Twelve Years of Global Impact
Celebrating the New Institute for Global Health at Northwestern
On September 25, more than 300 people came together to support Northwestern’s commitment to improving health worldwide during the 12th Annual Global Health Initiative (GHI) Benefit Dinner. The event, which followed the launch of the medical school’s new Institute for Global Health this May, raised a record amount to push forward the Institute’s momentum and bright future.
“Since the GHI was founded, we’ve sent nearly 1,400 Northwestern medical students, residents, and faculty to underserved countries, where they provide care, deliver supplies, and conduct both laboratory and clinical research,” said Robert J. Havey, MD, founder of the GHI and deputy director of the Institute for Global Health. “Our work helps hundreds of thousands of people and helps find new solutions for critical global health problems.”
The GHI Fund started 12 years ago with one gift from a grateful Northwestern patient who made a donation to honor his physician and support education at Feinberg. Over the years, the initiative has established educational outreach programs, supported clinics where medical trainees and faculty work, provided seed funding for research, and worked closely with faculty across the medical campus and the world to support efforts in global health.
In addition to supporting elective rotations for medical students and residents, the GHI Fund has acted as a financial catalyst to support faculty research in a variety of disease-specific areas. The work is critically important, Havey noted, since, “As the world’s population expands, the disparities in access to care keeps expanding as well, leading to humanitarian, social, and economic problems on a scale never before seen.”
From left to right: Lynn and Dave Kelso talk with Robert Murphy, MD, and Adam Murphy, MD, ’10 GME, at the cocktail reception before dinner.
From left to right: Tracy Guo; John Tippett, MD; Ming Liu, PhD; Katie Huffman; and Mark Huffman, MD, MPH, ’11 GME.
From left to right: Center for Global Cardiovascular Health director Mark Huffman, MD, MPH, ’11 GME; Institute for Global Health associate director Kate Klein, MA, MPH; Center for Global Surgery director Mamta Swaroop, MD; Center for Global Health Education co-director William R. Leonard, PhD; Institute for Global Health deputy director Robert Havey, MD; Institute for Global Health executive director Robert Murphy, MD, ’81 ’84 GME; Inter-Collaborative Council for Research and Education director Matt Glucksberg, PhD; Center for Global Oncology director Lifang Hou, MD, PhD; and Center for Global Health Education co-director Ashti Doobay-Persaud, MD.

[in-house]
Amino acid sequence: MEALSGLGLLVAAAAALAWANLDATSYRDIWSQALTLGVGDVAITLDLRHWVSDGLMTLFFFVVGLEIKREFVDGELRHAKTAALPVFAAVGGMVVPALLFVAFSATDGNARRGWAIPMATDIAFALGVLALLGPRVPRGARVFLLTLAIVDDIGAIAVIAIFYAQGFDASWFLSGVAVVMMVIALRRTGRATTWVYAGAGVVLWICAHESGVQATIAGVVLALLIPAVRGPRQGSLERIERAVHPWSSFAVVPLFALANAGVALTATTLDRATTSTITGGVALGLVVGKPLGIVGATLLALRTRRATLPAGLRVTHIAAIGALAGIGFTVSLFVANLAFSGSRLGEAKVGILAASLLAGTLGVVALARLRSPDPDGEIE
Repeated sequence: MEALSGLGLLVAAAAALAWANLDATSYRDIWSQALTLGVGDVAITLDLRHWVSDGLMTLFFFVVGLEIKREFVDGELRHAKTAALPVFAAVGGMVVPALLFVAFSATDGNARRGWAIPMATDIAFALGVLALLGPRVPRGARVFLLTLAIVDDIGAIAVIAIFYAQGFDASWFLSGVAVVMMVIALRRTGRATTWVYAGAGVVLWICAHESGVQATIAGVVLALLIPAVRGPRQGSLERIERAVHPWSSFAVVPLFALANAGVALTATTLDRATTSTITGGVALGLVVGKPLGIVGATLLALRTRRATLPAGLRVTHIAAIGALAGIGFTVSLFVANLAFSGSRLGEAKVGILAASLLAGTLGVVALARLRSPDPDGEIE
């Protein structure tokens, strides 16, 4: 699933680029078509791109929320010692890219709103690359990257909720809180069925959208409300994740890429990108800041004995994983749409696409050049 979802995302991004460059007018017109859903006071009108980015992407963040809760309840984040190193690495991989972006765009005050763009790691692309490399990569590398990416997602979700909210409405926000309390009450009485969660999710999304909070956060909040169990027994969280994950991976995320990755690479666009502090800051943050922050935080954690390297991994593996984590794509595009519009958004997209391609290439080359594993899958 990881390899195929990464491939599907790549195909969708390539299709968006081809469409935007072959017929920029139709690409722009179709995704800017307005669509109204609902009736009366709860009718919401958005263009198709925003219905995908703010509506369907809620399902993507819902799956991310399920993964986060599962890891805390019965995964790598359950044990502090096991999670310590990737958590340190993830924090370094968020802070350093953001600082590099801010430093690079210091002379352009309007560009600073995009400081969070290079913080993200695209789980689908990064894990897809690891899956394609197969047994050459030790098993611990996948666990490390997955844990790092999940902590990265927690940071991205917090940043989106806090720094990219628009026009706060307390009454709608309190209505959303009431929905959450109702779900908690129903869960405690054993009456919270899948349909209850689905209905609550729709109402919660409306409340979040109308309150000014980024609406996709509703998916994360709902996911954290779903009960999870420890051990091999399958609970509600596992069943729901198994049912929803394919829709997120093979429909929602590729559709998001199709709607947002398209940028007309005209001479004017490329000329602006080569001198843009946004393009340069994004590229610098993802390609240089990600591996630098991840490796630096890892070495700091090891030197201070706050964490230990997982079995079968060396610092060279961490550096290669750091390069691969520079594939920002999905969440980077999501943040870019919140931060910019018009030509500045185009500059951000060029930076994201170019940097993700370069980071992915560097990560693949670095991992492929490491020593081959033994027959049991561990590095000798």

Testimonials of Impact
The only light source available was provided by a camping headlamp, and the operating table was nothing more than a picnic table with wooden slats tied to each side.”Darren Eblovi, MD, MPH
Academic institutions play a very important role in the global health agenda by mitigating global risk of disease and developing sustainable health systems around the world. It doesn’t just happen.”Robert Murphy, MD, ’81 ’84 GME
My time in Zambia gave me hope. It showed me that partnerships can truly provide a way of leading something.”Alexa King, MD
Chung Family Honors Their Patriarch’s Legacy Through Neurosurgery Lectureship
After a residency at Northwestern, alumnus Byong Uk Chung worked as a neurosurgeon for more than four decades.
This August, faculty and trainees in Northwestern’s Department of Neurological Surgery gathered for the inaugural Byong Uk Chung, MD Global Neurosurgical Lectureship in Neurosurgery, a unique learning opportunity made possible by generosity from the Chung family to commemorate their patriarch, Byong Uk Chung, MD, ’67 GME.
“Dr. Chung had a tremendous passion for teaching and volunteer work, and for international travel and exchange. To honor his memory and contributions to Northwestern, the city of Chicago, and his patients, the Chung family decided to make a very generous gift to support this lectureship,” said Maciej (Matt) Lesniak, MD, chair and the Michael J. Marchese Professor of Neurosurgery.
Born in Seoul, South Korea, Chung earned his medical degree from Oregon Health and Science University and completed his general surgery training and neurosurgery residency at Northwestern.
He completed a fellowship at the Karolinska Institutet in Sweden and then went on to practice neurosurgery for more than 40 years in the northwest suburbs of Chicago. He passed away in 2018.
Paying homage to Chung’s roots, the first featured guest speaker was Jin Woo Chang, MD, PhD, president of the Korean Society of Neurological Surgeons and professor of Neurosurgery at Yonsei University College of Medicine in Seoul. One of the world’s preeminent neurosurgeons, Chang delivered a lecture titled “Current and Future Perspective of MR Guided Focused Ultrasound Surgery (MRgFUS) for Brain Disorders.”
“Dr. Chang was an excellent lecturer. His research is very exciting and innovative and will transform neurosurgery treatment for psychiatric disorders, Parkinson’s, and hopefully diseases like glioblastoma,” shared Mimi Chung, MD, one of Chung’s daughters, who traveled to Chicago from California to attend the lecture.
Endowed lectureships at Feinberg provide the funding and occasion for departments and other groups across the medical school to invite visiting lecturers from distinguished peer institutions to share their knowledge and insights, and to spend substantive time with faculty and trainees during their visit.
From left to right: Peter Chung; Mimi Chung, MD; Julia Chung Pierce; Young Chung, ’85 MD; Jin Woo Chang, MD, PhD; and Maciej Lesniak, MD.